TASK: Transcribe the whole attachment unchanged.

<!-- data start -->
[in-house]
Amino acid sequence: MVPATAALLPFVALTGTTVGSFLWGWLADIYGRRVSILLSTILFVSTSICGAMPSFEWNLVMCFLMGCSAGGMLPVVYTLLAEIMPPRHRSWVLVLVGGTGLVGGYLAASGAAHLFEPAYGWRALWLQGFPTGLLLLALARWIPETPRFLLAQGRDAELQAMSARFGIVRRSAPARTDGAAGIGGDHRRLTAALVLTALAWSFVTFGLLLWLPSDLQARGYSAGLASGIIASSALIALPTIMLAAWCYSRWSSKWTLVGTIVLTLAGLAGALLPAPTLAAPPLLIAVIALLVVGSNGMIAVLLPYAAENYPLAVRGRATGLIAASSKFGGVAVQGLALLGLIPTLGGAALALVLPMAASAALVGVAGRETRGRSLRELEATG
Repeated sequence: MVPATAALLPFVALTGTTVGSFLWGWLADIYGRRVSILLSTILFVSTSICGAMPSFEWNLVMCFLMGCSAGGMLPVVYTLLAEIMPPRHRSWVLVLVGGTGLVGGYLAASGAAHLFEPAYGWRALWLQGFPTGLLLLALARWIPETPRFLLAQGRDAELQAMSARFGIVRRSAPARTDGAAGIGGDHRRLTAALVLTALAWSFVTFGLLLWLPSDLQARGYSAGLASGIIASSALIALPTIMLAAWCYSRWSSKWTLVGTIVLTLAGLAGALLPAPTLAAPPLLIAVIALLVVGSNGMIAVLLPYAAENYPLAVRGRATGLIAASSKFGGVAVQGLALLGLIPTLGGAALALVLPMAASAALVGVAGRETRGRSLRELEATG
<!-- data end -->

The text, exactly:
[in-house]
Amino acid sequence: MVPATAALLPFVALTGTTVGSFLWGWLADIYGRRVSILLSTILFVSTSICGAMPSFEWNLVMCFLMGCSAGGMLPVVYTLLAEIMPPRHRSWVLVLVGGTGLVGGYLAASGAAHLFEPAYGWRALWLQGFPTGLLLLALARWIPETPRFLLAQGRDAELQAMSARFGIVRRSAPARTDGAAGIGGDHRRLTAALVLTALAWSFVTFGLLLWLPSDLQARGYSAGLASGIIASSALIALPTIMLAAWCYSRWSSKWTLVGTIVLTLAGLAGALLPAPTLAAPPLLIAVIALLVVGSNGMIAVLLPYAAENYPLAVRGRATGLIAASSKFGGVAVQGLALLGLIPTLGGAALALVLPMAASAALVGVAGRETRGRSLRELEATG
Repeated sequence: MVPATAALLPFVALTGTTVGSFLWGWLADIYGRRVSILLSTILFVSTSICGAMPSFEWNLVMCFLMGCSAGGMLPVVYTLLAEIMPPRHRSWVLVLVGGTGLVGGYLAASGAAHLFEPAYGWRALWLQGFPTGLLLLALARWIPETPRFLLAQGRDAELQAMSARFGIVRRSAPARTDGAAGIGGDHRRLTAALVLTALAWSFVTFGLLLWLPSDLQARGYSAGLASGIIASSALIALPTIMLAAWCYSRWSSKWTLVGTIVLTLAGLAGALLPAPTLAAPPLLIAVIALLVVGSNGMIAVLLPYAAENYPLAVRGRATGLIAASSKFGGVAVQGLALLGLIPTLGGAALALVLPMAASAALVGVAGRETRGRSLRELEATG